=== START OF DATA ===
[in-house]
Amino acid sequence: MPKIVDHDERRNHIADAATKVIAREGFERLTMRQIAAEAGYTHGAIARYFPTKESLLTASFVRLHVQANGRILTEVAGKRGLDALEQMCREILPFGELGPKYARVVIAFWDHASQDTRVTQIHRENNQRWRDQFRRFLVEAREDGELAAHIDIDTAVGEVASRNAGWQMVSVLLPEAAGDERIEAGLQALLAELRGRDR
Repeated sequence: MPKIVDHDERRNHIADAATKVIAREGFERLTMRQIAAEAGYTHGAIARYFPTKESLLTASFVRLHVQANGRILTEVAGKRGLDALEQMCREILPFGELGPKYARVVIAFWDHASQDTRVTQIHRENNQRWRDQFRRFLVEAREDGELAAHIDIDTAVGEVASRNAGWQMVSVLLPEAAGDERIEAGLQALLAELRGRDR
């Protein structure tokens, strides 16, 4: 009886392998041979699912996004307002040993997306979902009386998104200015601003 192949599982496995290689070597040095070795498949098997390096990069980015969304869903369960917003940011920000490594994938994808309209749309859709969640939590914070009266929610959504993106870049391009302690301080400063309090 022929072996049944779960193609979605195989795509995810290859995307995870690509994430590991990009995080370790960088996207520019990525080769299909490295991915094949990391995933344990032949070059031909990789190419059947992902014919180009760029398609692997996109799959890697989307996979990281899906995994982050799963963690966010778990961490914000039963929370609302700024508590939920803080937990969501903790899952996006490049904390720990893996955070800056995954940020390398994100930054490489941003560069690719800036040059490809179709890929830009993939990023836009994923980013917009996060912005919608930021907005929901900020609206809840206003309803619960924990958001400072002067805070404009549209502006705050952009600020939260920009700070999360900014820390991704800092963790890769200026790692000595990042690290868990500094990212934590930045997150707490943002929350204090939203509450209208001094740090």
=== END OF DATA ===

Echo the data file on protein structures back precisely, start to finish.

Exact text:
[in-house]
Amino acid sequence: MPKIVDHDERRNHIADAATKVIAREGFERLTMRQIAAEAGYTHGAIARYFPTKESLLTASFVRLHVQANGRILTEVAGKRGLDALEQMCREILPFGELGPKYARVVIAFWDHASQDTRVTQIHRENNQRWRDQFRRFLVEAREDGELAAHIDIDTAVGEVASRNAGWQMVSVLLPEAAGDERIEAGLQALLAELRGRDR
Repeated sequence: MPKIVDHDERRNHIADAATKVIAREGFERLTMRQIAAEAGYTHGAIARYFPTKESLLTASFVRLHVQANGRILTEVAGKRGLDALEQMCREILPFGELGPKYARVVIAFWDHASQDTRVTQIHRENNQRWRDQFRRFLVEAREDGELAAHIDIDTAVGEVASRNAGWQMVSVLLPEAAGDERIEAGLQALLAELRGRDR
């Protein structure tokens, strides 16, 4: 009886392998041979699912996004307002040993997306979902009386998104200015601003 192949599982496995290689070597040095070795498949098997390096990069980015969304869903369960917003940011920000490594994938994808309209749309859709969640939590914070009266929610959504993106870049391009302690301080400063309090 022929072996049944779960193609979605195989795509995810290859995307995870690509994430590991990009995080370790960088996207520019990525080769299909490295991915094949990391995933344990032949070059031909990789190419059947992902014919180009760029398609692997996109799959890697989307996979990281899906995994982050799963963690966010778990961490914000039963929370609302700024508590939920803080937990969501903790899952996006490049904390720990893996955070800056995954940020390398994100930054490489941003560069690719800036040059490809179709890929830009993939990023836009994923980013917009996060912005919608930021907005929901900020609206809840206003309803619960924990958001400072002067805070404009549209502006705050952009600020939260920009700070999360900014820390991704800092963790890769200026790692000595990042690290868990500094990212934590930045997150707490943002929350204090939203509450209208001094740090």